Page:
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OP23 Modelling the potential for parenting interventions to reduce inequalities and population prevalence of children’s mental health problems: evidence from the millennium cohort study (mcs)
  1. S Hope1,
  2. A Pearce1,
  3. M Cortina-Borja1,
  4. C Chittleborough2,
  5. C Law1
  1. 1Population, Policy and Practice Programme, UCL Great Ormond Street Institute of Child Health, London, UK
  2. 2School of Public Health, The University of Adelaide, Adelaide, Australia


Background Parenting programmes aim to support parents’ skills and confidence, improving parenting and, in turn, children’s mental health. Thus they have the potential to reduce population prevalence (and inequalities) in child mental health problems. We modelled the potential population impact of scale-up of parenting interventions in a national cohort. Based on review evidence, we simulated interventions with effect sizes of 0.9SD (intensive) and 0.4SD (standard).

Methods We used data from the UK Millennium Cohort Study, following 18 000 children born 2000–2002. Parenting was assessed by Child-Parent Relationship Scale (CPRS: Short-Form) score when the child was 3 years. Child mental health problems (CMHP) at 5 years were assessed by Strengths and Difficulties Questionnaire (SDQ) total score, dichotomised using an established cut-off. Socio-economic circumstances were represented by mother’s highest academic qualifications (<GCSEs A-C; GCSEs A-C and above) at 9 months.

Predicted probabilities of CMHP were estimated, fitting marginal structural models to examine the mediating effect of parenting, accounting for confounding using inverse-probability-treatment-weights. Inequalities were assessed with Risk Ratios (RR [95% CIs]). A series of intervention scenarios were simulated by re-estimating predicted probabilities after modifying the CPRS score (to reflect effectiveness) for eligible children (targeting).

We analysed data from 14 540 children, using Stata 13.1. Survey weights and multiple imputation addressed missing data.

Results Overall prevalence of CMHP at 5 years was 10.8%, and children of mothers with low educational attainment had a greater risk of CMHP (RR=2.46 [95%CI:2.24–2.70]). Focusing on three parenting intervention scenarios, we showed changes in CMHP prevalence and inequalities compared to those observed: 1. Universal (standard support to all parents): prevalence change −2.5%; inequality RR=2.56[2.30–2.85]; 2. Targeted (intensive support to families receiving means-tested benefits): prevalence change −1.4%; inequality RR=2.11[1.91–2.34]; 3. Progressive universal (intensive support for families receiving benefits and standard support for others): prevalence change −3.2%; inequality RR=2.35[2.10–2.62].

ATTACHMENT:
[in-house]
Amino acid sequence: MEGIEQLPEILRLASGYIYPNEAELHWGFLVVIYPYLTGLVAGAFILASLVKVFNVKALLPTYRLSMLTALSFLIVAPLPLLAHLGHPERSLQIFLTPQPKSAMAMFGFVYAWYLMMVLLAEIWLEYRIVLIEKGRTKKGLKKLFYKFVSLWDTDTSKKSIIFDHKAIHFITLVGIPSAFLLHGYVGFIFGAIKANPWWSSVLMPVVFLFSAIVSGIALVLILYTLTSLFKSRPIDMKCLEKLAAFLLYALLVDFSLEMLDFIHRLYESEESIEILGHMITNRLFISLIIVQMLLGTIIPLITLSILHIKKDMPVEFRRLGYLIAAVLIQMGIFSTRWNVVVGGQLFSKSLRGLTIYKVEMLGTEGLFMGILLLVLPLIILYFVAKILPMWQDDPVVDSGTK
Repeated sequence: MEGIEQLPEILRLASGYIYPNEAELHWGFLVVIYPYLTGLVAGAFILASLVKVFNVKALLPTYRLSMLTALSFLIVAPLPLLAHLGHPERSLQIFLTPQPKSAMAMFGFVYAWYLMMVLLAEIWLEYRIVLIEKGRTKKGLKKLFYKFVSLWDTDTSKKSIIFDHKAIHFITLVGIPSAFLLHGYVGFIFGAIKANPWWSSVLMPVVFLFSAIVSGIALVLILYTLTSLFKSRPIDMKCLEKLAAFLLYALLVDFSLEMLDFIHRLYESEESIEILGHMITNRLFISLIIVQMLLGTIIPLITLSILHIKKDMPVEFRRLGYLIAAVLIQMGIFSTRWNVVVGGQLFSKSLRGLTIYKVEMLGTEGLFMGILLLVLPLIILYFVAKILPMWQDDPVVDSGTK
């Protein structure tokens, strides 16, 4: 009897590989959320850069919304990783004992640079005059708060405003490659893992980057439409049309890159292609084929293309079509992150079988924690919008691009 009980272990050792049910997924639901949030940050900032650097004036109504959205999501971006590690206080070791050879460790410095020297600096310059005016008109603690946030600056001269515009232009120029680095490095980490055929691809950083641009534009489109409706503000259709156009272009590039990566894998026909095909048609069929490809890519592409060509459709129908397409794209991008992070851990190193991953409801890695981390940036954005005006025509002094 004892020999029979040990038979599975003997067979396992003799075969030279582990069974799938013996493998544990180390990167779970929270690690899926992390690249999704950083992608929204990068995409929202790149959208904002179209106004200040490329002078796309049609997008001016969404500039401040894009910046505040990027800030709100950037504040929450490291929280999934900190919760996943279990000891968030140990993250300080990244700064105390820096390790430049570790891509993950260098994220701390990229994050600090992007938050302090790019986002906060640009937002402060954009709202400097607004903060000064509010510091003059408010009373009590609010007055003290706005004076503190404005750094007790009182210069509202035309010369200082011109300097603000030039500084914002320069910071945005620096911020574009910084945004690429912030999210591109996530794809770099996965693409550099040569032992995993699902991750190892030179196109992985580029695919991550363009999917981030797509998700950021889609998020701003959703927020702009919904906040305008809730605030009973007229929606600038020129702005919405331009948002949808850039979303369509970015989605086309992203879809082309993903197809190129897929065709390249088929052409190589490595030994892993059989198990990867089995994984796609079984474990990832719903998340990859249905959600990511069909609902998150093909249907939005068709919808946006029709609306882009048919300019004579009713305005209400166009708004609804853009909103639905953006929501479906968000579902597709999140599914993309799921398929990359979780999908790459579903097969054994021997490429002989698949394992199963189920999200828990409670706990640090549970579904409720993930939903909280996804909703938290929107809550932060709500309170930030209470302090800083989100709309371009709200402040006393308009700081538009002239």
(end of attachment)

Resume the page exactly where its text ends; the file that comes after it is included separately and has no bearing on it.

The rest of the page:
Conclusion Large inequalities in CMHP were apparent by age 5 years. In simulated scenarios, inequality was reduced through an intervention that explicitly set out to provide intensive support to disadvantaged families. In contrast, reductions in overall prevalence were more likely to be achieved by universal interventions. A progressive universal approach (combining intensive support for disadvantaged families with standard support for others) led to a reduction in both population prevalence and inequality. Nevertheless, in all intervention scenarios, inequalities in CMHP remained strong. These results suggest that parenting interventions may contribute to a reduction in CMHP inequalities, particularly when including targeted support for disadvantaged families.

  • inequalities
  • child health

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